After the initial user research, collaborative design workshops were conducted with academic and research staff, government stakeholders and members from the scientific research community. This was built into the design process in order to share the user insights with key stakeholders, scope out design challenges and constraints within the broader business environment and stimulate discussion around various design solutions.

While the user insights remained stable, the solutions generated were varied, many of which had not been considered prior to the session and without the cross-pollination of ideas between stakeholders. For example, during a collaborative design workshop a shopping cart idea was proposed by one scientist for shortlisting data sets. This analogy was well understood by other participants in the workshop and generated positive feedback when fed back to stakeholders and other users during this process. In time this fed into the design of the system that would allow users to populate a shopping cart like widget and “Add to favorites” datasets they were interested in.

Describe the aspects of the design of your solution that do the most to expose meaning in data that would otherwise be harder to discern.: 

Historically, scientists and researchers discover relevant datasets from other organisations and researchers through their networks and at conferences as well as referring to citations in journal articles. This is a very ad hoc approach to locating data and exposing the meaning and value of different datasets.

The TERN data discovery portal’s aim is to help the scientific community discover data and publish high quality metadata to help scientists locate reliable datasets for data modelling and other research without the need to rely on their networks and word of mouth. However, it was critical the TERN Data Discovery Portal is easy to use and allowed users to easily locate data based on parameters that are relevant to them. In the collaborative design workshops, visual and spatial design solutions to give meaning to data were favored by all stakeholders.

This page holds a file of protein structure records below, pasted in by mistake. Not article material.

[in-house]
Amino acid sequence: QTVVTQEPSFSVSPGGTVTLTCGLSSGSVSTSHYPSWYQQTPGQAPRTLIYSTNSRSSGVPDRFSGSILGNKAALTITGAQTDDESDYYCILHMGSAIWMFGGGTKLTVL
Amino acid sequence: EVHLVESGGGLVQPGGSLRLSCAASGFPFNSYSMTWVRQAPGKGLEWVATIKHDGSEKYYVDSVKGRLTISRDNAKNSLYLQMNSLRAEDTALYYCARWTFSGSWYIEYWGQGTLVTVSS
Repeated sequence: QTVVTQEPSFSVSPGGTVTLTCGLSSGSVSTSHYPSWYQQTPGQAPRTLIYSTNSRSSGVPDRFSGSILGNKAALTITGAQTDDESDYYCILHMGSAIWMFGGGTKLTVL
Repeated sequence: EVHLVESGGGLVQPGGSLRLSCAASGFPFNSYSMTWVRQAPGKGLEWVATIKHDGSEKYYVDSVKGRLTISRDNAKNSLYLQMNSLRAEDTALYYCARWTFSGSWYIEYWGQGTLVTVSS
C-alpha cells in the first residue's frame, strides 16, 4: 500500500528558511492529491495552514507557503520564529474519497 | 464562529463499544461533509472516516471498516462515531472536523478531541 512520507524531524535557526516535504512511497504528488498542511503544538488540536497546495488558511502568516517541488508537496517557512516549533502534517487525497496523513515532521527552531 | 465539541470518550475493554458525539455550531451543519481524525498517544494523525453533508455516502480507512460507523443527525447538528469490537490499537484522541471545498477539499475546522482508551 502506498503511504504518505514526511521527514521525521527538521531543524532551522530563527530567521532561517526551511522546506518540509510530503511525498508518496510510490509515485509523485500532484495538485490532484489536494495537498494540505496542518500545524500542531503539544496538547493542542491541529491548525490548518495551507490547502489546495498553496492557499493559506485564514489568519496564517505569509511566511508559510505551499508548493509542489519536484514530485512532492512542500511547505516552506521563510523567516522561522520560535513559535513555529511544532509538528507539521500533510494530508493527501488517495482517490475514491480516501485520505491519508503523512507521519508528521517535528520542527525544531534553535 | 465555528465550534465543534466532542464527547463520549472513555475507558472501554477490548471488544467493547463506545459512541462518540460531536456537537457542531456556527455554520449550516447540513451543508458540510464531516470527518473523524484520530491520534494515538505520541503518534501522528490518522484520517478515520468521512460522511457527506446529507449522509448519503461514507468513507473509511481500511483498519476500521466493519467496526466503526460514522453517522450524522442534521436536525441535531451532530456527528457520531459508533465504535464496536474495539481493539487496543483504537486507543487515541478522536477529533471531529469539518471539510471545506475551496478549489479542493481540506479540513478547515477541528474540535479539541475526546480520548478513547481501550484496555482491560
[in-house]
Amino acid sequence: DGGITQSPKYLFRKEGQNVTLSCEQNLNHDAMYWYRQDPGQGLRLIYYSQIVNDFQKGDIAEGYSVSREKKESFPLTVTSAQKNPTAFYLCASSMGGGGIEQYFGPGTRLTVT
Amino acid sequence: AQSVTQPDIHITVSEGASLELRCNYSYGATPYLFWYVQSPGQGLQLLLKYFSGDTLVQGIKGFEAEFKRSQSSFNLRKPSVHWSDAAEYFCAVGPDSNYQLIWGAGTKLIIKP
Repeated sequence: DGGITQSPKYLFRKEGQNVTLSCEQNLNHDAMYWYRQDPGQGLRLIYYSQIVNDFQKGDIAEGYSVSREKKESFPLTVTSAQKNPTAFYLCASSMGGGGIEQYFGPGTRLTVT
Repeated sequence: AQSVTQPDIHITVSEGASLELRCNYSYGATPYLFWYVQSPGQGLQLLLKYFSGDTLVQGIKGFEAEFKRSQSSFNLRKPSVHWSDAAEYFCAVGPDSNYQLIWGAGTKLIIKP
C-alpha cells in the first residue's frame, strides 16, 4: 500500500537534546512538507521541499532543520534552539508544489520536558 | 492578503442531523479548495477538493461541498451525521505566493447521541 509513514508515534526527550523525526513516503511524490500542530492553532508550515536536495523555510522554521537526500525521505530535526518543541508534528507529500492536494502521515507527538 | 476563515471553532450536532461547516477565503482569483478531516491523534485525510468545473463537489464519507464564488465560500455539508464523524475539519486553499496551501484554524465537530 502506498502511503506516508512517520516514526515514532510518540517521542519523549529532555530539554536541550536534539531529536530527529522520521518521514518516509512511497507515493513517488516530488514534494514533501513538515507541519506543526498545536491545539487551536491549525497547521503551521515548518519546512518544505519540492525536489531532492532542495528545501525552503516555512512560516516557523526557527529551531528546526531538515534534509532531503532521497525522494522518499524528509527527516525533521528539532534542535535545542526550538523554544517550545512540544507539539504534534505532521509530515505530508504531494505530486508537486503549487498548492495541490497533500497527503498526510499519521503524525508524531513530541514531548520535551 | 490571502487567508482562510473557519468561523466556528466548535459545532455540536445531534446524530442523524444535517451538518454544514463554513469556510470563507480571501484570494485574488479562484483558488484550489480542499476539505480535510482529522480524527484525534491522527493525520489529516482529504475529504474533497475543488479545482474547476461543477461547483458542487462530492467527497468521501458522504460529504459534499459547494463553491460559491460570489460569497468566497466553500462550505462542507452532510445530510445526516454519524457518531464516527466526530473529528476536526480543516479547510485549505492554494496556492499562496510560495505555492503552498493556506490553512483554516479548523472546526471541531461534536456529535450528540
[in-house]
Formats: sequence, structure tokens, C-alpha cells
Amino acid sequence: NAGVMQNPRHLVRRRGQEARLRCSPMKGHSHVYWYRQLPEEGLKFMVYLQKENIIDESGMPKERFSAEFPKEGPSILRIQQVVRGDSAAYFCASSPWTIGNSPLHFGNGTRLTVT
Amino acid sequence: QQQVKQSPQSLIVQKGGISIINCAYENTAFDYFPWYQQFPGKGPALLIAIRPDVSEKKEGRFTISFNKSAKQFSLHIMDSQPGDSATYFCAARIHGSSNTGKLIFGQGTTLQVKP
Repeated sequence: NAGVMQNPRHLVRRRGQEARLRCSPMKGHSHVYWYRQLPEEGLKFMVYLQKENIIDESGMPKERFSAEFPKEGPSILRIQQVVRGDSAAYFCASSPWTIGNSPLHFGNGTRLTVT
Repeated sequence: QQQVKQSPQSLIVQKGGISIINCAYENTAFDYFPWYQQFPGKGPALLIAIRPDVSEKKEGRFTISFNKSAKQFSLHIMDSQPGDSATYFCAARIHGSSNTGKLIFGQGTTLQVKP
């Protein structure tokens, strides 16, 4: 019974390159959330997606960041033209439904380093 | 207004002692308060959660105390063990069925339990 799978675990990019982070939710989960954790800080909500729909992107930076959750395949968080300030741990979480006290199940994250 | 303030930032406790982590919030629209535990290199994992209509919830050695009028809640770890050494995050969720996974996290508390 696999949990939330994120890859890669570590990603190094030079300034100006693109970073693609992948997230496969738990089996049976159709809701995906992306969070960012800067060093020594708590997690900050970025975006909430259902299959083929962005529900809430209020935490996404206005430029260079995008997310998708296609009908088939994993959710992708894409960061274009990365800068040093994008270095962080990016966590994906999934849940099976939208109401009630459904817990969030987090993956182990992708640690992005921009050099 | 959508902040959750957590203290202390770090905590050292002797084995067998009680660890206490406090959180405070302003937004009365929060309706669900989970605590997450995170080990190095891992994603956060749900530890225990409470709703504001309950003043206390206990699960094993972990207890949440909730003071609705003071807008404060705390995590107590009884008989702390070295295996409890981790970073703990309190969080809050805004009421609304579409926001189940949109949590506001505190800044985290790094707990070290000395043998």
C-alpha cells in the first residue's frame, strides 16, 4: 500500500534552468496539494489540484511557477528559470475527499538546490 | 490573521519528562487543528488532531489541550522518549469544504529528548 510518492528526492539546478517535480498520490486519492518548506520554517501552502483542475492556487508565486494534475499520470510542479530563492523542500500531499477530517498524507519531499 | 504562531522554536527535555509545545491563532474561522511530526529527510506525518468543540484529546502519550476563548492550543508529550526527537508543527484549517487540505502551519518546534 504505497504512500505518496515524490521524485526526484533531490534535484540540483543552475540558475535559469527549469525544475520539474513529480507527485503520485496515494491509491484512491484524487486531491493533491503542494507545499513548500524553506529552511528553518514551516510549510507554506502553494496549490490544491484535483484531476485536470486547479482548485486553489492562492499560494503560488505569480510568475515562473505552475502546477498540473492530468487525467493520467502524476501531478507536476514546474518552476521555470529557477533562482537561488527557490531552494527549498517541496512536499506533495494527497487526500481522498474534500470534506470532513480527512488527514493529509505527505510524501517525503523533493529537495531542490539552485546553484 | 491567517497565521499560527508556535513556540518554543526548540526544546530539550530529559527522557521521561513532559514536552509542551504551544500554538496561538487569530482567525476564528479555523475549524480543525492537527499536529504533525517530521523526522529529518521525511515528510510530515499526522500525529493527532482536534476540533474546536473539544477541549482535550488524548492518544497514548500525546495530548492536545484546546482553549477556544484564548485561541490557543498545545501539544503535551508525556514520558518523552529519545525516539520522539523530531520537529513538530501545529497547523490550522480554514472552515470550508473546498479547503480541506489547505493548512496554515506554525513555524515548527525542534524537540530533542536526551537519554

Maps, particularly a map of Australia, were proposed by most participants as a means to explore ecological datasets. Utilising a map based search interface and feedback gave a strong frame of reference that was common to all users. This became the basis for the design solution. However, spatial parameters were only one facet. Users were also interested in applying other parameters that allowed them to locate all scientific data collected at a particular geographic location at any single point in time. Hence, in theory, scientists could locate soil data, vegetation data, fauna and atmospheric data for a particular latitude/longitude at a specific point in time. Discoverability of these datasets will hopefully provide opportunities for the scientific community to conduct more accurate data modelling of ecological data which has a number of potential applications.

How might your solution be extended or adapted to address additional types of data and other questions?: 

It is envisaged this solution can be expanded by incorporating more data sets generally, as well as from other scientific disciplines. There is also potential for data modelling capabilities which could attempt to provide more advanced statistical analysis of the data. TERN are also in the process of developing a portal that not only allows users to discover data but also to access, query extract data in certain formats.